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Public and Private in Vergil's "Aeneid"

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In our increasingly fragmented world, finding a balance between the public realm of city and politics and the private realm of family, intimate relationships, and the raising of children is not an easy task. When faced with a choice between action in the public world and care for the concerns of the private, we, like Vergil's Aeneas, are often torn between whether to stay or to go.

In this new reading of the Aeneid, Susan Ford Wiltshire provides a historical perspective for the current debate over the public/private dilemma. It is Wiltshire's contention that our present concern over this issue was Vergil's own.

Wiltshire traces the split between public and private back to the origins of bureaucracy in the Roman Empire. She shows that Vergil, although loyal to the new Roman state, was acutely aware of the costs of empire: mothers grieve throughout the Aeneid, home seems far away, friends are missed, intimate forms of love are almost always defeated. And so Vergil developed strategies for reconciling the public and private: characters in this epic act in the public realm while maintaining self-distance, offer hospitality to strangers, perform sustained hard work, and develop a new pietas that is both public and private. Through these means, Wiltshire argues, Vergil thought to strengthen the fragile alliance of public and private spheres, an alliance on which the well-being of both individuals and societies depends.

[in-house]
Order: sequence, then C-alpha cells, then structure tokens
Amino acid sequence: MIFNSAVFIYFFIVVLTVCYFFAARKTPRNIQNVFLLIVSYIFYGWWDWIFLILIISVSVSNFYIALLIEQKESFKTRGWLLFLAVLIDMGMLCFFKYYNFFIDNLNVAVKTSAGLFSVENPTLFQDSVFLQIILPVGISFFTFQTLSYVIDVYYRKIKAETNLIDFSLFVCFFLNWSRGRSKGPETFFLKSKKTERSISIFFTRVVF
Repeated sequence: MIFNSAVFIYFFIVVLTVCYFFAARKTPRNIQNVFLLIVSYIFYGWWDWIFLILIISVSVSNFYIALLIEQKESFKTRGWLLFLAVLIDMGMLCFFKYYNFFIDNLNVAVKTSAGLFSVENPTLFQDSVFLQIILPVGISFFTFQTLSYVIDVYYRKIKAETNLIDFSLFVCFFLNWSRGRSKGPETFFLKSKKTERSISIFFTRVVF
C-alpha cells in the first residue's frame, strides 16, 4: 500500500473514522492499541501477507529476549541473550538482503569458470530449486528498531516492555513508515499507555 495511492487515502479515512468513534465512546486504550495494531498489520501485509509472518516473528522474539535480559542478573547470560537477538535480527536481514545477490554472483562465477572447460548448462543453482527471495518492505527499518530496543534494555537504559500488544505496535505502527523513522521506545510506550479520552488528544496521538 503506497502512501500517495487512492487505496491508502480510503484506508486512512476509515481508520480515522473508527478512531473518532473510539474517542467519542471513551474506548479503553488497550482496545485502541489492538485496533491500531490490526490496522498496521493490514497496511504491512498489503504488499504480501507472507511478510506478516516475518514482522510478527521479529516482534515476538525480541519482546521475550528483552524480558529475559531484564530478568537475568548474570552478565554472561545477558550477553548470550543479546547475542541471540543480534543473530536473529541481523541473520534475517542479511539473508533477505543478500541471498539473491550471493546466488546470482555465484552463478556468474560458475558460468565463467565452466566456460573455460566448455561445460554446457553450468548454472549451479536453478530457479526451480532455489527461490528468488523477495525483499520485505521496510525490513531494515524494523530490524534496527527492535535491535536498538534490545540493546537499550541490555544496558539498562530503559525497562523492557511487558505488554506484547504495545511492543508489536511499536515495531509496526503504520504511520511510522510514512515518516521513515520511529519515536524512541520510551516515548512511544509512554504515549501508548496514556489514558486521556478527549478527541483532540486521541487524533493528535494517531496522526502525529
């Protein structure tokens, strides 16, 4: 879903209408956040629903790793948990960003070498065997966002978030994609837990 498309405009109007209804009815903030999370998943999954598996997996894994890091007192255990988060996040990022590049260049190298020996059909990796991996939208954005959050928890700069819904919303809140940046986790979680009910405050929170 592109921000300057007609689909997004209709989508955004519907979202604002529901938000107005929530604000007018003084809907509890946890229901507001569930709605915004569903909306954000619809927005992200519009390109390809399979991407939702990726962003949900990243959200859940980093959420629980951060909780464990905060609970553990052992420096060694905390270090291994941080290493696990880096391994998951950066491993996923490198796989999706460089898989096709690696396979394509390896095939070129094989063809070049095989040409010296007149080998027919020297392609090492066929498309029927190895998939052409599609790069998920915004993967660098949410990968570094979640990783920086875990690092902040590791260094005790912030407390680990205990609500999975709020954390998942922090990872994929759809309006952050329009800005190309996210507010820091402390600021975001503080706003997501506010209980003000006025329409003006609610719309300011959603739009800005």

This book will be of interest to classical scholars, students of political theory, the history of ideas, and women's studies.

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